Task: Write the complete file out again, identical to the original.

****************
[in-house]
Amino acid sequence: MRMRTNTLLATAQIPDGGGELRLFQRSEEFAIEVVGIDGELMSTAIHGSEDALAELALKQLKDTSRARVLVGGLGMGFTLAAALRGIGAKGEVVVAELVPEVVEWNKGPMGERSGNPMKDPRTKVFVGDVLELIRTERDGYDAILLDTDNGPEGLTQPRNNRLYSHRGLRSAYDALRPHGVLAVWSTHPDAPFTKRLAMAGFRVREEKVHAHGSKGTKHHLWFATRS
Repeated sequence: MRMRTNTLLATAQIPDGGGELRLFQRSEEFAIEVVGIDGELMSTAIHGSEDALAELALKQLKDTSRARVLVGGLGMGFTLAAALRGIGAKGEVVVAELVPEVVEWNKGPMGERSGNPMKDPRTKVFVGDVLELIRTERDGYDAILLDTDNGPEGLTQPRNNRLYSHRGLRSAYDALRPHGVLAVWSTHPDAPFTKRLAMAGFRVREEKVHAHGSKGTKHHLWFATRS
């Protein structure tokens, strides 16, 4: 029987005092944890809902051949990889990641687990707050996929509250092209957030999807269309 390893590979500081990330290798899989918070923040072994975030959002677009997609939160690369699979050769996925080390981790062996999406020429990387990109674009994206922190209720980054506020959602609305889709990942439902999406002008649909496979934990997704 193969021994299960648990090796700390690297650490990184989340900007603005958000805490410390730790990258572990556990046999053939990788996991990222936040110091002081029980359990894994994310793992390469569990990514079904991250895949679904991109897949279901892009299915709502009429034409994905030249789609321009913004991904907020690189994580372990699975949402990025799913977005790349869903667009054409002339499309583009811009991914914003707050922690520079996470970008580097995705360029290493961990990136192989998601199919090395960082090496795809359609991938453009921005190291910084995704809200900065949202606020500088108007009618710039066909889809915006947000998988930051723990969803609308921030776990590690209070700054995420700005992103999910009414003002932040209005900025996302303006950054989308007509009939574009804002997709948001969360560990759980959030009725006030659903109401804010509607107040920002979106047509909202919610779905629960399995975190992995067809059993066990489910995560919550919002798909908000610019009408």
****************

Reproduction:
[in-house]
Amino acid sequence: MRMRTNTLLATAQIPDGGGELRLFQRSEEFAIEVVGIDGELMSTAIHGSEDALAELALKQLKDTSRARVLVGGLGMGFTLAAALRGIGAKGEVVVAELVPEVVEWNKGPMGERSGNPMKDPRTKVFVGDVLELIRTERDGYDAILLDTDNGPEGLTQPRNNRLYSHRGLRSAYDALRPHGVLAVWSTHPDAPFTKRLAMAGFRVREEKVHAHGSKGTKHHLWFATRS
Repeated sequence: MRMRTNTLLATAQIPDGGGELRLFQRSEEFAIEVVGIDGELMSTAIHGSEDALAELALKQLKDTSRARVLVGGLGMGFTLAAALRGIGAKGEVVVAELVPEVVEWNKGPMGERSGNPMKDPRTKVFVGDVLELIRTERDGYDAILLDTDNGPEGLTQPRNNRLYSHRGLRSAYDALRPHGVLAVWSTHPDAPFTKRLAMAGFRVREEKVHAHGSKGTKHHLWFATRS
């Protein structure tokens, strides 16, 4: 029987005092944890809902051949990889990641687990707050996929509250092209957030999807269309 390893590979500081990330290798899989918070923040072994975030959002677009997609939160690369699979050769996925080390981790062996999406020429990387990109674009994206922190209720980054506020959602609305889709990942439902999406002008649909496979934990997704 193969021994299960648990090796700390690297650490990184989340900007603005958000805490410390730790990258572990556990046999053939990788996991990222936040110091002081029980359990894994994310793992390469569990990514079904991250895949679904991109897949279901892009299915709502009429034409994905030249789609321009913004991904907020690189994580372990699975949402990025799913977005790349869903667009054409002339499309583009811009991914914003707050922690520079996470970008580097995705360029290493961990990136192989998601199919090395960082090496795809359609991938453009921005190291910084995704809200900065949202606020500088108007009618710039066909889809915006947000998988930051723990969803609308921030776990590690209070700054995420700005992103999910009414003002932040209005900025996302303006950054989308007509009939574009804002997709948001969360560990759980959030009725006030659903109401804010509607107040920002979106047509909202919610779905629960399995975190992995067809059993066990489910995560919550919002798909908000610019009408």